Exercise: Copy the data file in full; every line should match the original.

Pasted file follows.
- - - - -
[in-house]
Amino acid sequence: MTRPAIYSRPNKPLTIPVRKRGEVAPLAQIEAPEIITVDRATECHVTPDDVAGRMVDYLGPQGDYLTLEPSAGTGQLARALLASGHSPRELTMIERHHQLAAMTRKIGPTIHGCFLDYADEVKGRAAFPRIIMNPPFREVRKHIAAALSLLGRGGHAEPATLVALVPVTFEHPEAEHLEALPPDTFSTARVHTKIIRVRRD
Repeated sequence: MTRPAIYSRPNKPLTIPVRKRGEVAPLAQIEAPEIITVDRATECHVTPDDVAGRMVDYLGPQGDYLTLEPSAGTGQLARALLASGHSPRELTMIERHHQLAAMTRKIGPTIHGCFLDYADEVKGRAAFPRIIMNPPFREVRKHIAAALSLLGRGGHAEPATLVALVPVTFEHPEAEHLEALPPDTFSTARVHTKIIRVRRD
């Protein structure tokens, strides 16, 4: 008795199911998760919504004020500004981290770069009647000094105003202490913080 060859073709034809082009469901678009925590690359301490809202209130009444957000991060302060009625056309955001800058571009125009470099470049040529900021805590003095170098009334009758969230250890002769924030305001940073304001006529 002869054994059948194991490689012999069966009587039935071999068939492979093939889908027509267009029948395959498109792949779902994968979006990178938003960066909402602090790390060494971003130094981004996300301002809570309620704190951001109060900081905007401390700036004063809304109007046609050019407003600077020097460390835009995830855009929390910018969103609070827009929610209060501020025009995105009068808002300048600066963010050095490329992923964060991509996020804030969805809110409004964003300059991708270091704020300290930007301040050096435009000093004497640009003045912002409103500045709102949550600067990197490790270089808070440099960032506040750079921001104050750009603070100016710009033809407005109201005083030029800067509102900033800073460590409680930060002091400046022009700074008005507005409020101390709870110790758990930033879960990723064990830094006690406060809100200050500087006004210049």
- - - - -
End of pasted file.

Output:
[in-house]
Amino acid sequence: MTRPAIYSRPNKPLTIPVRKRGEVAPLAQIEAPEIITVDRATECHVTPDDVAGRMVDYLGPQGDYLTLEPSAGTGQLARALLASGHSPRELTMIERHHQLAAMTRKIGPTIHGCFLDYADEVKGRAAFPRIIMNPPFREVRKHIAAALSLLGRGGHAEPATLVALVPVTFEHPEAEHLEALPPDTFSTARVHTKIIRVRRD
Repeated sequence: MTRPAIYSRPNKPLTIPVRKRGEVAPLAQIEAPEIITVDRATECHVTPDDVAGRMVDYLGPQGDYLTLEPSAGTGQLARALLASGHSPRELTMIERHHQLAAMTRKIGPTIHGCFLDYADEVKGRAAFPRIIMNPPFREVRKHIAAALSLLGRGGHAEPATLVALVPVTFEHPEAEHLEALPPDTFSTARVHTKIIRVRRD
């Protein structure tokens, strides 16, 4: 008795199911998760919504004020500004981290770069009647000094105003202490913080 060859073709034809082009469901678009925590690359301490809202209130009444957000991060302060009625056309955001800058571009125009470099470049040529900021805590003095170098009334009758969230250890002769924030305001940073304001006529 002869054994059948194991490689012999069966009587039935071999068939492979093939889908027509267009029948395959498109792949779902994968979006990178938003960066909402602090790390060494971003130094981004996300301002809570309620704190951001109060900081905007401390700036004063809304109007046609050019407003600077020097460390835009995830855009929390910018969103609070827009929610209060501020025009995105009068808002300048600066963010050095490329992923964060991509996020804030969805809110409004964003300059991708270091704020300290930007301040050096435009000093004497640009003045912002409103500045709102949550600067990197490790270089808070440099960032506040750079921001104050750009603070100016710009033809407005109201005083030029800067509102900033800073460590409680930060002091400046022009700074008005507005409020101390709870110790758990930033879960990723064990830094006690406060809100200050500087006004210049």